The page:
Andrei Kochetkov, head of political research at the Fund for the Development of Civil Society, headed by a former chief of the Kremlin's internal policy department, said the investigation of Fetisov was unrelated to politics. A relative newcomer on the scene, Fetisov has not yet shown himself as a figure to be reckoned with, Kochetkov said.
The businessman ended up in the cross hairs of law enforcement agents because of genuine concern over his role in the downfall of Moi Bank, Kochetkov said. On Jan. 31, the Central Bank decided that the lender was no longer solvent, and stripped it of its banking license, leaving the state's Deposit Insurance Agency to pay out more than 6 billion rubles ($166 million) to the defunct bank's private depositors.
Fetisov sold his 90 percent stake in Moi Bank in December, but Mikhail Sukhov, deputy chief of the Central Bank, which regulates the banking sector, said the lender had been in trouble before the change in ownership.
"One needs to make a clear distinction here between political motives, which are not visible, and the ghosts of the past, which still haunt Fetisov," Kochetkov said. "I regret that there are entrepreneurs who attempt to find shelter from prosecution by engaging in political activity."
In the 1 1/2 years prior to the sale of his stake in Moi Bank, Fetisov was not involved the bank's management, the businessman's party said in its statement Friday.
Oleg Mitvol, chief of the party's executive committee, said some of the lender's well-connected depositors might have pushed for Fetisov's apprehension, Forbes reported. Certain individuals who kept their money at the bank have enough clout with the Investigative Committee, the magazine reported Friday, citing a wealthy businessman acquainted with Fetisov.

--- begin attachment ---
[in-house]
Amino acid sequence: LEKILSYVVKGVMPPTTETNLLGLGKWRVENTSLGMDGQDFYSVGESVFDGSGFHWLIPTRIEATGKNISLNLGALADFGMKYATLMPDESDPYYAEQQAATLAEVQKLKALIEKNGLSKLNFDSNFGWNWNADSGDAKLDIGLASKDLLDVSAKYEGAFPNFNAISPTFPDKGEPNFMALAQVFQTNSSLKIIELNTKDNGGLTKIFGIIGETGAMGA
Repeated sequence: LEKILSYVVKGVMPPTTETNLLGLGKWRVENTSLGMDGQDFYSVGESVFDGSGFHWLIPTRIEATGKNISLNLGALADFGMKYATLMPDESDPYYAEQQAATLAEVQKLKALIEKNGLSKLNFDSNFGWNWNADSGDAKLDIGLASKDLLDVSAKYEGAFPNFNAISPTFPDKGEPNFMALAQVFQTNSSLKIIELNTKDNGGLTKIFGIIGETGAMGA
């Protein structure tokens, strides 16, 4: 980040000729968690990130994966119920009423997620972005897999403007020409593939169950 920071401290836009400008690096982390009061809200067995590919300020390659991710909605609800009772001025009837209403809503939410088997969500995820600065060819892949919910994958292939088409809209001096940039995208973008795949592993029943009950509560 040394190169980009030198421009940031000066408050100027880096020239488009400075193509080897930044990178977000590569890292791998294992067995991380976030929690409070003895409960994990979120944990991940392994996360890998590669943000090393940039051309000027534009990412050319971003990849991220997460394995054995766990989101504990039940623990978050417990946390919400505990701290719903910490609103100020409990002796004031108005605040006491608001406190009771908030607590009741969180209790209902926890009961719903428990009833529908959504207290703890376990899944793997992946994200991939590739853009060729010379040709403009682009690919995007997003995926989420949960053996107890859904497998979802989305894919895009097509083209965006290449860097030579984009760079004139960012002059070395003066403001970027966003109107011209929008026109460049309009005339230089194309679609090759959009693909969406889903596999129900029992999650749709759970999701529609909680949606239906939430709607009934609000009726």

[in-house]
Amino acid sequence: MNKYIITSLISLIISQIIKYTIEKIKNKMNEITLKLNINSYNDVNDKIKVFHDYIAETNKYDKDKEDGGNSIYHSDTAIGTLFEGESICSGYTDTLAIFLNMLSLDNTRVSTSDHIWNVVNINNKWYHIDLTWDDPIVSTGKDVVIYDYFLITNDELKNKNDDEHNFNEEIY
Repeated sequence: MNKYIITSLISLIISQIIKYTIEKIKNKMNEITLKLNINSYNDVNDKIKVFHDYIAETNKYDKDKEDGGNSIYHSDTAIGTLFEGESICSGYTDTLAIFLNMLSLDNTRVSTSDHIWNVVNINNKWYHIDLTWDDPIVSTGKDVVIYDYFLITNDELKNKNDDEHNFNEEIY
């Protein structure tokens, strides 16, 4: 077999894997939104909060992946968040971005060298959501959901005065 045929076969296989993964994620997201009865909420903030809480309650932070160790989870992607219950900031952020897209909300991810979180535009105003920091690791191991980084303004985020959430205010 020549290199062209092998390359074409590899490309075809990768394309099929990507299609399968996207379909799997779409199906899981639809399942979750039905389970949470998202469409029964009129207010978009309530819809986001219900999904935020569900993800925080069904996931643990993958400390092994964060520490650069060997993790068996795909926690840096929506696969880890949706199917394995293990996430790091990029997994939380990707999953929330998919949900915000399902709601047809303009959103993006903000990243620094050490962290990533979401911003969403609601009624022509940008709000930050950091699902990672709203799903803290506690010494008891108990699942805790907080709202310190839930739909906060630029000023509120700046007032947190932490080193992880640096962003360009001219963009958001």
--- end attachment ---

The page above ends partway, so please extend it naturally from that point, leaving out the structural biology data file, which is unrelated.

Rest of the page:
One of the victims of the bank's flop was film director Nikita Mikhalkov. According to Vedomosti, he had 200 million rubles ($5.5 million) of his personal money — and 100 million rubles more belonging to companies he controls — on the bank's accounts.
Fetisov said he also lost money, more than 2 billion rubles, when the bank collapsed. He threatened in early February to take the lender's owners and executives to court if they did not pay him back.
Moi Bank is just one of the business assets that Fetisov sold last year to focus on politics, saying the possessions might provide a convenient target for his opponents in the government, a precaution that does not seem to have helped.
During the sell-off, he unloaded the largest of his holdings, a stake in telecoms holding company Altimo. Fetisov made his fortune from building the company with Mikhail Fridman's Alfa Group in late 1990s.
Fetisov was a member of the Federation Council, the parliament's upper chamber, between 2001 and 2009, chairing the committees for financial and economic policy. After a brief stint in business, Fetisov returned to politics in 2012, when he registered a party jointly with Mitvol, and has since then been building up his political presence.
His new ally Gudkov has given the party a greater oppositional flavor — the pro-Kremlin State Duma ousted Gudkov from its ranks after he proved to be one of the most vocal supporters of the street protests two winters ago.